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Report on Kilauea (United States) — August 1987

Scientific Event Alert Network Bulletin, vol. 12, no. 8 (August 1987)
Managing Editor: Lindsay McClelland.

Kilauea (United States) Lava production continues; deep tremor

Please cite this report as:

Global Volcanism Program, 1987. Report on Kilauea (United States) (McClelland, L., ed.). Scientific Event Alert Network Bulletin, 12:8. Smithsonian Institution. https://doi.org/10.5479/si.GVP.SEAN198708-332010.

Volcano Profile |  Complete Bulletin


United States

19.421°N, 155.287°W; summit elev. 1222 m

All times are local (unless otherwise noted)

The low-level eruptive activity . . . continued through August. Lava advanced SE from the vent area through well-developed tubes over the steep slope of a major fault scarp ("pali") threatening only the E end of Royal Gardens Subdivision and covering a small portion of an unused access road. At ~150 m elevation, lava moved slightly W of earlier flows, and by the end of the month the flow front had advanced to ~25 m elevation, 1 km from the ocean. During the first week of September, lava overrode earlier flows that covered Hwy 130, and the most active part of the 200-m-wide flow, along its W margin, had moved to within 100 m of the Chain of Craters Road inside the national park (figure 52). A small lobe was approaching the ocean E of the park, but advance was only sporadic. The level of the lava pond over the vent continued to vary, with a few small, brief overflows onto the shield during the month. Most of the lava emptied from the neck at the SE end of the pond into the tube system.

Figure (see Caption) Figure 52. Kilauea's recent lava flows near the S coast. The hachured area is a preliminary sketch of the August-September flows; outlines of other flows are based on airphoto data. Filled squares represent houses destroyed in September.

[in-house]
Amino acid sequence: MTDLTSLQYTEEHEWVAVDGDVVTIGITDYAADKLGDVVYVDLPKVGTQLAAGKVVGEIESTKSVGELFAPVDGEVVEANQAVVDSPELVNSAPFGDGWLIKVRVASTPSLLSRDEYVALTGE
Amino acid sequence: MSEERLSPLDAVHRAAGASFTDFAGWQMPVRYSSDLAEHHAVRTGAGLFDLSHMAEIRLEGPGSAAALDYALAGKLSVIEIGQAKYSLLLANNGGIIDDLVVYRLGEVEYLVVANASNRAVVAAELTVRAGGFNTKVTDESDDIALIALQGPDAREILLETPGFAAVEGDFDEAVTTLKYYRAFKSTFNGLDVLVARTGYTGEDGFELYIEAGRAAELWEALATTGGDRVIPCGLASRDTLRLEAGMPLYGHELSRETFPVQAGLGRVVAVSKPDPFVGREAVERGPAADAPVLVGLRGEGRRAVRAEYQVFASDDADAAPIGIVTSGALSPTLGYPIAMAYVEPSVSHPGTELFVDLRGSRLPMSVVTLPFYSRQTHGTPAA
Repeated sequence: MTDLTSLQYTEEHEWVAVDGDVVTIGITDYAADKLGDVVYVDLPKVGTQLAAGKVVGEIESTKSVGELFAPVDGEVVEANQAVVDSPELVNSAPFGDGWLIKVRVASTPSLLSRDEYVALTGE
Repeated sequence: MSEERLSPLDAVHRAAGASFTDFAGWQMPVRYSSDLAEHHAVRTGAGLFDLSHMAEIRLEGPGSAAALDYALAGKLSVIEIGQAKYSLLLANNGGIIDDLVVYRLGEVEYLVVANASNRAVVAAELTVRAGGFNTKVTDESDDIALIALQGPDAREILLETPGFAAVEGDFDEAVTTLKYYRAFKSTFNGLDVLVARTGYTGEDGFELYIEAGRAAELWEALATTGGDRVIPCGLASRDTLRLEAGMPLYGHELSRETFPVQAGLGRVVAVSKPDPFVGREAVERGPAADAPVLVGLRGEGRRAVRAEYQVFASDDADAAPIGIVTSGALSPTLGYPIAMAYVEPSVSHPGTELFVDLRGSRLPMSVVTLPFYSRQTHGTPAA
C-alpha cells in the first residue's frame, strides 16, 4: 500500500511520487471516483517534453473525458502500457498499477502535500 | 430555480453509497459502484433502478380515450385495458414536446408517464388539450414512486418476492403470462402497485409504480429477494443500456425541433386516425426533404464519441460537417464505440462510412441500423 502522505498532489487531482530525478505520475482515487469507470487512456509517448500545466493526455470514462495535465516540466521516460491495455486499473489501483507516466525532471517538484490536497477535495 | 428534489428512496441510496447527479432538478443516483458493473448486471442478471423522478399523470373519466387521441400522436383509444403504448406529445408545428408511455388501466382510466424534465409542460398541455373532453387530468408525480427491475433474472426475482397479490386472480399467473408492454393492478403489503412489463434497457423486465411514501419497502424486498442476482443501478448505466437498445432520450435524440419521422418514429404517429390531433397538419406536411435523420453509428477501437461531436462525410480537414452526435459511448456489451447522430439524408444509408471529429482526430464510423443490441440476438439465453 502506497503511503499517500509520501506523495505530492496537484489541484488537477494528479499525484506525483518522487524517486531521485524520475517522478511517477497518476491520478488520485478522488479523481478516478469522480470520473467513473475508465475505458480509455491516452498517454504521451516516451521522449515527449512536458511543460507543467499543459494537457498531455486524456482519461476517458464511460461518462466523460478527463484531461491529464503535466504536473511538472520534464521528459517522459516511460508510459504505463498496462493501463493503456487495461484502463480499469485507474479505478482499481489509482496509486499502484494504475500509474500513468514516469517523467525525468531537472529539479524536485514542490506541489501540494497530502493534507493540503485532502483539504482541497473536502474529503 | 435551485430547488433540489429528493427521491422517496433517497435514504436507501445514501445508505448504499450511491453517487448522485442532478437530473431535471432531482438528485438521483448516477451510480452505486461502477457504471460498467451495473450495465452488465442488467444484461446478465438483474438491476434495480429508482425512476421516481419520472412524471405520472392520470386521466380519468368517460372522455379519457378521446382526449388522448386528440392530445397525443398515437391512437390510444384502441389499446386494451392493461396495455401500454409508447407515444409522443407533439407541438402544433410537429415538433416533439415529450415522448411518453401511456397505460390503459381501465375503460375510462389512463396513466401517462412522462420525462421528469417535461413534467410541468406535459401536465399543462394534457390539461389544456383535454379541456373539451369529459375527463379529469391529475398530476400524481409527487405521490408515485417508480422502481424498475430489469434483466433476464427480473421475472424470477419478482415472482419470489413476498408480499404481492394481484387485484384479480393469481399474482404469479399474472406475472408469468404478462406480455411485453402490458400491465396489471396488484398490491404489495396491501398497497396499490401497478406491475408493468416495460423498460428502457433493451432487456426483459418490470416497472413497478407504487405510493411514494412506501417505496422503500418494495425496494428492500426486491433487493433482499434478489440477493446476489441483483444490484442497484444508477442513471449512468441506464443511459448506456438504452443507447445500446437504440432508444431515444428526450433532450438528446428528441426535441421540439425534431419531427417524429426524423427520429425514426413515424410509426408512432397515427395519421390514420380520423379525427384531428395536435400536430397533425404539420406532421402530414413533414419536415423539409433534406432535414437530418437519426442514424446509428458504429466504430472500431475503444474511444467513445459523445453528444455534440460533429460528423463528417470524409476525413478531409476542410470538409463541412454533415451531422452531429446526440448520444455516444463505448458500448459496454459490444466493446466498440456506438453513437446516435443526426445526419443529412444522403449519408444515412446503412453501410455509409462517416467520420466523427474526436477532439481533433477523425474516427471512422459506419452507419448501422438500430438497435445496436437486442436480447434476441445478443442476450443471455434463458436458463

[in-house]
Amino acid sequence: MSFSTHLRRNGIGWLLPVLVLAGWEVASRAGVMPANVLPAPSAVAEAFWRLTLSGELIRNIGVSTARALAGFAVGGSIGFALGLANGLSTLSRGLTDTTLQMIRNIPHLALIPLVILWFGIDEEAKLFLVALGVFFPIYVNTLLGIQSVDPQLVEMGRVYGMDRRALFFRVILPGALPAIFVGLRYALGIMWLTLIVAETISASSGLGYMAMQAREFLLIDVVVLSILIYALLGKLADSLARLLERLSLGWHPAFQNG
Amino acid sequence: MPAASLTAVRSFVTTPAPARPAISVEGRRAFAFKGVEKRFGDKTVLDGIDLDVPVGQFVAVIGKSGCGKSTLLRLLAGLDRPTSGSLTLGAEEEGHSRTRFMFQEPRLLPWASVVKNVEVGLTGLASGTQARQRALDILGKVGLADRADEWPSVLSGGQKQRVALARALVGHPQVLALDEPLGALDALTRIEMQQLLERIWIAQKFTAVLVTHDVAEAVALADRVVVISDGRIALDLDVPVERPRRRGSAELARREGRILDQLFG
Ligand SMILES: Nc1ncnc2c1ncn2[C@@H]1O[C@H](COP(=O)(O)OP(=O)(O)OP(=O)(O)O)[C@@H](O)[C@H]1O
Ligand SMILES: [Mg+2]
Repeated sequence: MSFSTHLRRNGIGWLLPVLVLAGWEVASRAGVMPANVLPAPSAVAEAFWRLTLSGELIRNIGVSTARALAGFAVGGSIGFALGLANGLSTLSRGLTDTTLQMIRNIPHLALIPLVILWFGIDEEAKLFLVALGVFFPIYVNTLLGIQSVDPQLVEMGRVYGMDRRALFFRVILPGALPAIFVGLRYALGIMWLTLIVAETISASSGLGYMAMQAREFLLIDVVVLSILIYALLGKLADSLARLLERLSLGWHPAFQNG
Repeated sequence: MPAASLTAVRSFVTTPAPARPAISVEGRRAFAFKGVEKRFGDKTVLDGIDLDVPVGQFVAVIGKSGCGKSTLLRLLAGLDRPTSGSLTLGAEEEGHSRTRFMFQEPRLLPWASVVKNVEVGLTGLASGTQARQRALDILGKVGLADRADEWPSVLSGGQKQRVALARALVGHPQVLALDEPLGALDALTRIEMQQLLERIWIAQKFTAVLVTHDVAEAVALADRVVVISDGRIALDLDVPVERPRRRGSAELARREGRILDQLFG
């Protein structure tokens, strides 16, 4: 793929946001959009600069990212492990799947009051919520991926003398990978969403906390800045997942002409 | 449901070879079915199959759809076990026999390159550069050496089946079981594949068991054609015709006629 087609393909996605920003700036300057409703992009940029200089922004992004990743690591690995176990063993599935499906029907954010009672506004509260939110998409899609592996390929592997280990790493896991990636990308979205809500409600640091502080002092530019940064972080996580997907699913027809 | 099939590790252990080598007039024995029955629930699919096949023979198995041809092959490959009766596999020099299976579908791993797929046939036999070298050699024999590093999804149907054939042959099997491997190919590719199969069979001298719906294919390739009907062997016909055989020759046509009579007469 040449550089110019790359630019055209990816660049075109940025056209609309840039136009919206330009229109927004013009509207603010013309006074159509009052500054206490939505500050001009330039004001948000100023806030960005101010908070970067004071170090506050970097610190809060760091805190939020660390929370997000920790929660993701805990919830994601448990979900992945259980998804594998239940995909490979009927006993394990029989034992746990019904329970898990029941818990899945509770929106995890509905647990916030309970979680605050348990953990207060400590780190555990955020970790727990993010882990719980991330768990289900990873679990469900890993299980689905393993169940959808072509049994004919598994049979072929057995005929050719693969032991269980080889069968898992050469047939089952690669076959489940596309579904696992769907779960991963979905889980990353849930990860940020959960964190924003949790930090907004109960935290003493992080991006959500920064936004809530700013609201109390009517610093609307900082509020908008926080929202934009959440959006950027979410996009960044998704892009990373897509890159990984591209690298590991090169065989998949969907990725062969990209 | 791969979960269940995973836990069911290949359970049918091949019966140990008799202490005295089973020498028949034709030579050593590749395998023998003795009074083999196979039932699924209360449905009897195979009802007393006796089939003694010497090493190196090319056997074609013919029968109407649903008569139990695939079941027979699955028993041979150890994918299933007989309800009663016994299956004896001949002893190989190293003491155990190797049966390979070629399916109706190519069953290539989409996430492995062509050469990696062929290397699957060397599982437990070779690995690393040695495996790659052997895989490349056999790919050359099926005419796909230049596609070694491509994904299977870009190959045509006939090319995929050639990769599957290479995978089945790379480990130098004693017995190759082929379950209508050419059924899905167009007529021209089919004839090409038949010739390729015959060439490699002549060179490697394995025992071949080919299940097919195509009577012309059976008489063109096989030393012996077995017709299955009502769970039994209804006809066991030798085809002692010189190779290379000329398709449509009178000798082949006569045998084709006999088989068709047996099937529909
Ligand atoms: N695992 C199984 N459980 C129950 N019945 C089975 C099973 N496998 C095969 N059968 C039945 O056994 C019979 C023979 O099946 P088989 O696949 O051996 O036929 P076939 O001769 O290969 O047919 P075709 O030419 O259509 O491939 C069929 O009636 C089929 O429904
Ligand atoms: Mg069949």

Harmonic tremor continued at a low level below the shield vent and Pu`u `O`o. Tremor occasionally varied at intervals of a few hours, but generally remained constant for periods of a few days. Bursts of 40-60-km-deep tremor SW of Kilauea became increasingly frequent during the last half of the month after three weeks of relative quiet. By mid-August, the number of seismic events beneath Pu`u `O`o (structural adjustments after the 26 June conduit collapse event) had declined considerably, from ~200 shallow microshocks/day in July to ~50/day in late August. There were no unusually significant earthquakes in August; eight had magnitudes of 2.5-4.2. Most occurred in persistent seismic source areas 5-10 km deep in the S flanks of Kilauea and Mauna Loa.

Geologic Background. Kilauea, which overlaps the E flank of the massive Mauna Loa shield volcano, has been Hawaii's most active volcano during historical time. Eruptions are prominent in Polynesian legends; written documentation extending back to only 1820 records frequent summit and flank lava flow eruptions that were interspersed with periods of long-term lava lake activity that lasted until 1924 at Halemaumau crater, within the summit caldera. The 3 x 5 km caldera was formed in several stages about 1500 years ago and during the 18th century; eruptions have also originated from the lengthy East and SW rift zones, which extend to the sea on both sides of the volcano. About 90% of the surface of the basaltic shield volcano is formed of lava flows less than about 1100 years old; 70% of the volcano's surface is younger than 600 years. A long-term eruption from the East rift zone that began in 1983 has produced lava flows covering more than 100 km2, destroying nearly 200 houses and adding new coastline to the island.

Information Contacts: C. Heliker and R. Koyanagi, HVO.